The original plot of The Spivak Conspiracy, the book's working title for a time, revolved around an attack on the United States by villainous Croatian Muslims, whose weapon of choice is tainted drugs sold to Americans through Canadian pharmacies. It's against the law to reimport American drugs. But some drugs cost as little as one-tenth of their U.S. price when purchased in Canada, and a lot of Americans have been hopping over the border to fill their prescriptions or buying drugs from Canadian pharmacies via the Internet. Last year, they bought nearly $1 billion worth of imports, cutting into the drug companies' profits.
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[Lawyer and former Hollywood executive turned telecom entrepreneur Kenin] Spivak says that when [pharmaceutical company consultant Mark] Barondess killed the project, he collectively offered the co-writers $100,000 to keep the deal quiet. In exchange, according to a partial copy of the agreement we obtained, he asked the authors to sign an agreement promising not to disparage "Barondess, the pharmaceutical industry, or PhRMA" in any "public, private, or promotional statements or writings." Barondess doesn't dispute that he offered Spivak and [ghostwriter Julie] Chrystyn money and asked for a nondisparagement agreement. But he claims that he was reacting to the writers' threat to bad-mouth the industry unless they were paid.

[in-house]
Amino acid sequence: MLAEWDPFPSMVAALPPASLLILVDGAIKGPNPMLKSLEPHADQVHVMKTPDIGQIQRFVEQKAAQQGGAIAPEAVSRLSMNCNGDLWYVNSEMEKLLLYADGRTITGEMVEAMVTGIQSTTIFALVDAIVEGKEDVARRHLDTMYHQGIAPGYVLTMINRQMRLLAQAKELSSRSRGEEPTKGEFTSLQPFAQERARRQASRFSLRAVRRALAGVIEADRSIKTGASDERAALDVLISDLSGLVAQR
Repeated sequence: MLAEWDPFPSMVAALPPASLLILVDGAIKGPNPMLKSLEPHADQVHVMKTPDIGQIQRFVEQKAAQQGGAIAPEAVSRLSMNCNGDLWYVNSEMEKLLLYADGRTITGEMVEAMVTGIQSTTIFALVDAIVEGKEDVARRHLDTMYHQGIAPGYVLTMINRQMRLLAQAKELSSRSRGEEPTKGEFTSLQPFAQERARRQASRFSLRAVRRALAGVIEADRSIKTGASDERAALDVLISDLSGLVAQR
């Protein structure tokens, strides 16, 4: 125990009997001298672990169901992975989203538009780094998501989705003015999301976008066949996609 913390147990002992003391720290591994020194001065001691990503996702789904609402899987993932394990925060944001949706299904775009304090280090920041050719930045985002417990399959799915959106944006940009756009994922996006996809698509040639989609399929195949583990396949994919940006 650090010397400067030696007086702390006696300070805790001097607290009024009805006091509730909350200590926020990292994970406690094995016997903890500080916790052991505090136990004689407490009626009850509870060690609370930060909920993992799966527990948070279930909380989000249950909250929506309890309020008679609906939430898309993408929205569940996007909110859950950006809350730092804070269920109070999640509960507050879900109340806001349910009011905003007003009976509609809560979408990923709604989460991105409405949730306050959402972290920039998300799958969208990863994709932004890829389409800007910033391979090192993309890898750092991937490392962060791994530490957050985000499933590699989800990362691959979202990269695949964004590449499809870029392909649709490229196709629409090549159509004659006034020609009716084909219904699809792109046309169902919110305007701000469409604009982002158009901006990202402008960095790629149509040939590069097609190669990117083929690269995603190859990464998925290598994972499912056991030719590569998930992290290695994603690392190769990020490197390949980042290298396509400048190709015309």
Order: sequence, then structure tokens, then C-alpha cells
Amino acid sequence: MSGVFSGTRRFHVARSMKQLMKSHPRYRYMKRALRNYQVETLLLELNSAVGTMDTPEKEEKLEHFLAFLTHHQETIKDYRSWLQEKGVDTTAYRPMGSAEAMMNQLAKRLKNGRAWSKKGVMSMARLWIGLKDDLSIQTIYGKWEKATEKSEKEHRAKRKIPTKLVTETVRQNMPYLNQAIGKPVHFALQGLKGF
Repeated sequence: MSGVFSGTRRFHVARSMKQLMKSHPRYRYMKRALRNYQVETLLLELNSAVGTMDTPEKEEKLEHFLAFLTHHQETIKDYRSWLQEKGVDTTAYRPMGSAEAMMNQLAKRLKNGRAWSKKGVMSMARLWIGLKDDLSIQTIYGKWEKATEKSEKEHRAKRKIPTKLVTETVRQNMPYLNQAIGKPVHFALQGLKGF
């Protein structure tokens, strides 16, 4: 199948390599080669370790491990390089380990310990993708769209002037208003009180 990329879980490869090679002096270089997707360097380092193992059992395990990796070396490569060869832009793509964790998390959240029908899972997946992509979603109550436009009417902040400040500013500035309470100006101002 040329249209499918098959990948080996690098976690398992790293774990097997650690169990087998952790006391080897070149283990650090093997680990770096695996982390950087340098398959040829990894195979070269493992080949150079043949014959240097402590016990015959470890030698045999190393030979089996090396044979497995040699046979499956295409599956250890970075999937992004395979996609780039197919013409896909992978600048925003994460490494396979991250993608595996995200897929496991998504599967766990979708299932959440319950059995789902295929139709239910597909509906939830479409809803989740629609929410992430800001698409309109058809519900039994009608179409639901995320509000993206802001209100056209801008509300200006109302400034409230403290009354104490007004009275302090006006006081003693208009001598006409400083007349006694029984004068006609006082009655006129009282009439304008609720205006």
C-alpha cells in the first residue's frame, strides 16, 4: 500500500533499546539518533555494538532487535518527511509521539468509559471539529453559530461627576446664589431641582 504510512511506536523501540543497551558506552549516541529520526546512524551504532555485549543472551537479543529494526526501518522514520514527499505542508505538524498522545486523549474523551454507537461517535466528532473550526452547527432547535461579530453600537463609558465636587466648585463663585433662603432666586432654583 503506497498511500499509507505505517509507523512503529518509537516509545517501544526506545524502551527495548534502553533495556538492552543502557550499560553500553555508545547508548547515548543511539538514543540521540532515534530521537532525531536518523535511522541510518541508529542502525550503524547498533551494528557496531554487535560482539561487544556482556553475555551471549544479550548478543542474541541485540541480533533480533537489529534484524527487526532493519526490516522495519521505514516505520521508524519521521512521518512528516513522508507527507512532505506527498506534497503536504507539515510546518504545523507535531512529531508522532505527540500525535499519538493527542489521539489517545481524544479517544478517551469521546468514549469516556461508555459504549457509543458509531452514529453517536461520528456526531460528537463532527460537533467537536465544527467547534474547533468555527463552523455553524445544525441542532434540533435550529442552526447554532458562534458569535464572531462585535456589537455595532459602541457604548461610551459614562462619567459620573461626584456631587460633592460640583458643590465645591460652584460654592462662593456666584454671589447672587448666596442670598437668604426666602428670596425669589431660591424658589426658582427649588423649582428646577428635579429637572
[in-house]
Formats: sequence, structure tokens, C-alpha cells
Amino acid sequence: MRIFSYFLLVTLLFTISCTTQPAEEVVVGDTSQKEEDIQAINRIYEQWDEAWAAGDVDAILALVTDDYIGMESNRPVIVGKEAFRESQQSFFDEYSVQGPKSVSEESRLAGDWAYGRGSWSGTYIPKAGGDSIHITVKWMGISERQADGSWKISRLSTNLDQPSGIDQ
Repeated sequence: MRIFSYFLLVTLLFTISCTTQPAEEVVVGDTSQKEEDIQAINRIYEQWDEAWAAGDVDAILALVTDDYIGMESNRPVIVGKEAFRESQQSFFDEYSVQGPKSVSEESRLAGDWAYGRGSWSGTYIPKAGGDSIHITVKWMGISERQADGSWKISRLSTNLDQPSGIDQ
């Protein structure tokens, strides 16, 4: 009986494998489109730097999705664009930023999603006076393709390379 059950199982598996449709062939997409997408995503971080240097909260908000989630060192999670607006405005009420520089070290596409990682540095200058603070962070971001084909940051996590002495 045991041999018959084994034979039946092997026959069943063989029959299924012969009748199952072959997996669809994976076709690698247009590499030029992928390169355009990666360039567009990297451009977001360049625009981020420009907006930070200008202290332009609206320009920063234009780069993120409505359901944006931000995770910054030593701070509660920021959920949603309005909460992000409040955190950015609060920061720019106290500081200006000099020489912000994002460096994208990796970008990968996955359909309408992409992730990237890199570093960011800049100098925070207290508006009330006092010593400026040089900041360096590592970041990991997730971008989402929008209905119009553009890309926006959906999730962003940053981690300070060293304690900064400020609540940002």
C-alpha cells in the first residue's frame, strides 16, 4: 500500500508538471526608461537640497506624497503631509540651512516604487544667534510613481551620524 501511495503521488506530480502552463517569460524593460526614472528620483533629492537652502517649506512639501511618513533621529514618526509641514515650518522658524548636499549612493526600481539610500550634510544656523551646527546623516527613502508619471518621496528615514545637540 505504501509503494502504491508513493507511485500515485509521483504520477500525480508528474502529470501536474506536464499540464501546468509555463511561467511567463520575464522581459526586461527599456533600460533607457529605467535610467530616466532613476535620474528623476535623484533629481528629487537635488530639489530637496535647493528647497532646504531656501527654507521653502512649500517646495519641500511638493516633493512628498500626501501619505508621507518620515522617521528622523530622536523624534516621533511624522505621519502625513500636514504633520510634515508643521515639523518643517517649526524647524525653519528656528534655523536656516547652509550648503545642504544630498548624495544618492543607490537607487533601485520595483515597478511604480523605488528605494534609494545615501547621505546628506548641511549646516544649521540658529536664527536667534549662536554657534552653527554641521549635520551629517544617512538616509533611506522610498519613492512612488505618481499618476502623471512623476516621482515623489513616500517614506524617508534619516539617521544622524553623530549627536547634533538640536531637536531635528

In the end, Spivak and Chrystyn turned down the money, rewrote the book, and retitled it The Karasik Conspiracy. The thriller is due out next month. We've read part of an early draft, and we can't recommend it as great literature. But the book has an instructive new bad guy: A large pharmaceutical company, so far unnamed, has poisoned Canadian-sold drugs—and then tried to make it look like a bunch of terrorists were behind the plot.
Link. This is the kind of intrigue-filled life I plan on leading at some point.